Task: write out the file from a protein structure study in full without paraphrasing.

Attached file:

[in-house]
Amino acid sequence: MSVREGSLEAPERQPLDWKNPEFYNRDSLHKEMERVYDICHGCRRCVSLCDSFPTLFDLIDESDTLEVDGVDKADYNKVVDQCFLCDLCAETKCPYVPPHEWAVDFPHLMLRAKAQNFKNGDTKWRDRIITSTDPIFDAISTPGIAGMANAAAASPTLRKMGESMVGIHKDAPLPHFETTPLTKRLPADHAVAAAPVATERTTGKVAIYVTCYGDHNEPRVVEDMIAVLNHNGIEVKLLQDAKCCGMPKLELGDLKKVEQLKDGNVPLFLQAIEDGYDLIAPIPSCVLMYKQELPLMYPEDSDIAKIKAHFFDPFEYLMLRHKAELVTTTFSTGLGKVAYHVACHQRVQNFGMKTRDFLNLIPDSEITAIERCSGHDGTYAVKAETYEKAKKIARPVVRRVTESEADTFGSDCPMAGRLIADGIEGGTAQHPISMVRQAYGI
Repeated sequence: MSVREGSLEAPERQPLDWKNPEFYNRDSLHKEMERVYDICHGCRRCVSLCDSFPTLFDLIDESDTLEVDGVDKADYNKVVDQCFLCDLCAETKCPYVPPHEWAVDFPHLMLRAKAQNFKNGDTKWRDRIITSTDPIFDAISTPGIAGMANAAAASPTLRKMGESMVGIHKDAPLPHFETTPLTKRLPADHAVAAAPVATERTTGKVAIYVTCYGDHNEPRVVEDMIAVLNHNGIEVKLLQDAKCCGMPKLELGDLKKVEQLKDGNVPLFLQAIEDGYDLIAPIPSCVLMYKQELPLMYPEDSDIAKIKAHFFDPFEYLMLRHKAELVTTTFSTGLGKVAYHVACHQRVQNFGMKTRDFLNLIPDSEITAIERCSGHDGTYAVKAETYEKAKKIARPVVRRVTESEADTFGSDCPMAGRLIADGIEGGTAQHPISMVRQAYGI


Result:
[in-house]
Amino acid sequence: MSVREGSLEAPERQPLDWKNPEFYNRDSLHKEMERVYDICHGCRRCVSLCDSFPTLFDLIDESDTLEVDGVDKADYNKVVDQCFLCDLCAETKCPYVPPHEWAVDFPHLMLRAKAQNFKNGDTKWRDRIITSTDPIFDAISTPGIAGMANAAAASPTLRKMGESMVGIHKDAPLPHFETTPLTKRLPADHAVAAAPVATERTTGKVAIYVTCYGDHNEPRVVEDMIAVLNHNGIEVKLLQDAKCCGMPKLELGDLKKVEQLKDGNVPLFLQAIEDGYDLIAPIPSCVLMYKQELPLMYPEDSDIAKIKAHFFDPFEYLMLRHKAELVTTTFSTGLGKVAYHVACHQRVQNFGMKTRDFLNLIPDSEITAIERCSGHDGTYAVKAETYEKAKKIARPVVRRVTESEADTFGSDCPMAGRLIADGIEGGTAQHPISMVRQAYGI
Repeated sequence: MSVREGSLEAPERQPLDWKNPEFYNRDSLHKEMERVYDICHGCRRCVSLCDSFPTLFDLIDESDTLEVDGVDKADYNKVVDQCFLCDLCAETKCPYVPPHEWAVDFPHLMLRAKAQNFKNGDTKWRDRIITSTDPIFDAISTPGIAGMANAAAASPTLRKMGESMVGIHKDAPLPHFETTPLTKRLPADHAVAAAPVATERTTGKVAIYVTCYGDHNEPRVVEDMIAVLNHNGIEVKLLQDAKCCGMPKLELGDLKKVEQLKDGNVPLFLQAIEDGYDLIAPIPSCVLMYKQELPLMYPEDSDIAKIKAHFFDPFEYLMLRHKAELVTTTFSTGLGKVAYHVACHQRVQNFGMKTRDFLNLIPDSEITAIERCSGHDGTYAVKAETYEKAKKIARPVVRRVTESEADTFGSDCPMAGRLIADGIEGGTAQHPISMVRQAYGI